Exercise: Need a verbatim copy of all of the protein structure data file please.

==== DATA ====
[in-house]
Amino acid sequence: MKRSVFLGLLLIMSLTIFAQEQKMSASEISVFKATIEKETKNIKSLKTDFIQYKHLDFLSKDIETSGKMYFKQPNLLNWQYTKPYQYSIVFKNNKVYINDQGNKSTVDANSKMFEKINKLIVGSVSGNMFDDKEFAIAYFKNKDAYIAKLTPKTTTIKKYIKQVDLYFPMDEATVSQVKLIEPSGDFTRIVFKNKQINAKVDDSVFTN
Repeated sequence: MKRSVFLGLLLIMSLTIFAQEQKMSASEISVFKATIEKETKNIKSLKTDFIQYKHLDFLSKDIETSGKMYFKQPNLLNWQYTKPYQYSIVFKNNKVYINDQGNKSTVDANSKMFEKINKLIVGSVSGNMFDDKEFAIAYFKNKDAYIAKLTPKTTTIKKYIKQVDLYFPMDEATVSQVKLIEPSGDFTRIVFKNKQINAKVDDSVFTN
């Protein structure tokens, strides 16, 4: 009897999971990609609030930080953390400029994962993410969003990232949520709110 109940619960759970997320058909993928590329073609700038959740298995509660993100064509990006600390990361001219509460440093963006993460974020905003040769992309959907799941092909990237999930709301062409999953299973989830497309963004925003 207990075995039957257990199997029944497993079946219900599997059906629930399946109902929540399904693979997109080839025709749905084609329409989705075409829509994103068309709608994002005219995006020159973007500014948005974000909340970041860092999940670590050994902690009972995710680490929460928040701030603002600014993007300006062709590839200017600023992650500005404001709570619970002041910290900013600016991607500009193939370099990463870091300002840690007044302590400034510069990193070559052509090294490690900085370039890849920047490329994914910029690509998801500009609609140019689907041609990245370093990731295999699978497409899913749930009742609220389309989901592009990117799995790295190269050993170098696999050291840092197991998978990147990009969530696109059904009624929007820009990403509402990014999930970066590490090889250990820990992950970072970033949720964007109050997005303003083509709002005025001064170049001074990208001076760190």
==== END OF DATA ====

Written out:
[in-house]
Amino acid sequence: MKRSVFLGLLLIMSLTIFAQEQKMSASEISVFKATIEKETKNIKSLKTDFIQYKHLDFLSKDIETSGKMYFKQPNLLNWQYTKPYQYSIVFKNNKVYINDQGNKSTVDANSKMFEKINKLIVGSVSGNMFDDKEFAIAYFKNKDAYIAKLTPKTTTIKKYIKQVDLYFPMDEATVSQVKLIEPSGDFTRIVFKNKQINAKVDDSVFTN
Repeated sequence: MKRSVFLGLLLIMSLTIFAQEQKMSASEISVFKATIEKETKNIKSLKTDFIQYKHLDFLSKDIETSGKMYFKQPNLLNWQYTKPYQYSIVFKNNKVYINDQGNKSTVDANSKMFEKINKLIVGSVSGNMFDDKEFAIAYFKNKDAYIAKLTPKTTTIKKYIKQVDLYFPMDEATVSQVKLIEPSGDFTRIVFKNKQINAKVDDSVFTN
């Protein structure tokens, strides 16, 4: 009897999971990609609030930080953390400029994962993410969003990232949520709110 109940619960759970997320058909993928590329073609700038959740298995509660993100064509990006600390990361001219509460440093963006993460974020905003040769992309959907799941092909990237999930709301062409999953299973989830497309963004925003 207990075995039957257990199997029944497993079946219900599997059906629930399946109902929540399904693979997109080839025709749905084609329409989705075409829509994103068309709608994002005219995006020159973007500014948005974000909340970041860092999940670590050994902690009972995710680490929460928040701030603002600014993007300006062709590839200017600023992650500005404001709570619970002041910290900013600016991607500009193939370099990463870091300002840690007044302590400034510069990193070559052509090294490690900085370039890849920047490329994914910029690509998801500009609609140019689907041609990245370093990731295999699978497409899913749930009742609220389309989901592009990117799995790295190269050993170098696999050291840092197991998978990147990009969530696109059904009624929007820009990403509402990014999930970066590490090889250990820990992950970072970033949720964007109050997005303003083509709002005025001064170049001074990208001076760190």